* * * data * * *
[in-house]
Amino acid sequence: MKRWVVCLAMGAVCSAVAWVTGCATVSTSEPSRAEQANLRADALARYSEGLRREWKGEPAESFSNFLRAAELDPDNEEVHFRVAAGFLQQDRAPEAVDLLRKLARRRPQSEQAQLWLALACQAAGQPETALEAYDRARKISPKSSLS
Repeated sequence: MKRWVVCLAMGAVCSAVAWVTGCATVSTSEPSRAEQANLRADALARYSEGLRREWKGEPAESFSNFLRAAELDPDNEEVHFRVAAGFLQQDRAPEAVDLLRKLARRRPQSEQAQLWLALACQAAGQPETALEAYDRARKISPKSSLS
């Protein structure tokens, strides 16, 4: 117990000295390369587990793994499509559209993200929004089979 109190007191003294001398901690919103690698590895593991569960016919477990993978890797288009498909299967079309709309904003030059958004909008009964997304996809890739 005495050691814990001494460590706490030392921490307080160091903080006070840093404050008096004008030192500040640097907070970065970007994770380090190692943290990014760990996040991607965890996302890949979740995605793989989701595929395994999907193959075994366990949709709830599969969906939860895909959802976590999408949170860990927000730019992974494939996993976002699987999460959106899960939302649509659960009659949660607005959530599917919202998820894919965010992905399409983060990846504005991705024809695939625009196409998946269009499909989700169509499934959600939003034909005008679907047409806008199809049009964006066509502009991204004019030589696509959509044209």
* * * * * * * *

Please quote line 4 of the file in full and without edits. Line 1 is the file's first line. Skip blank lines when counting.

């Protein structure tokens, strides 16, 4: 117990000295390369587990793994499509559209993200929004089979 109190007191003294001398901690919103690698590895593991569960016919477990993978890797288009498909299967079309709309904003030059958004909008009964997304996809890739 005495050691814990001494460590706490030392921490307080160091903080006070840093404050008096004008030192500040640097907070970065970007994770380090190692943290990014760990996040991607965890996302890949979740995605793989989701595929395994999907193959075994366990949709709830599969969906939860895909959802976590999408949170860990927000730019992974494939996993976002699987999460959106899960939302649509659960009659949660607005959530599917919202998820894919965010992905399409983060990846504005991705024809695939625009196409998946269009499909989700169509499934959600939003034909005008679907047409806008199809049009964006066509502009991204004019030589696509959509044209």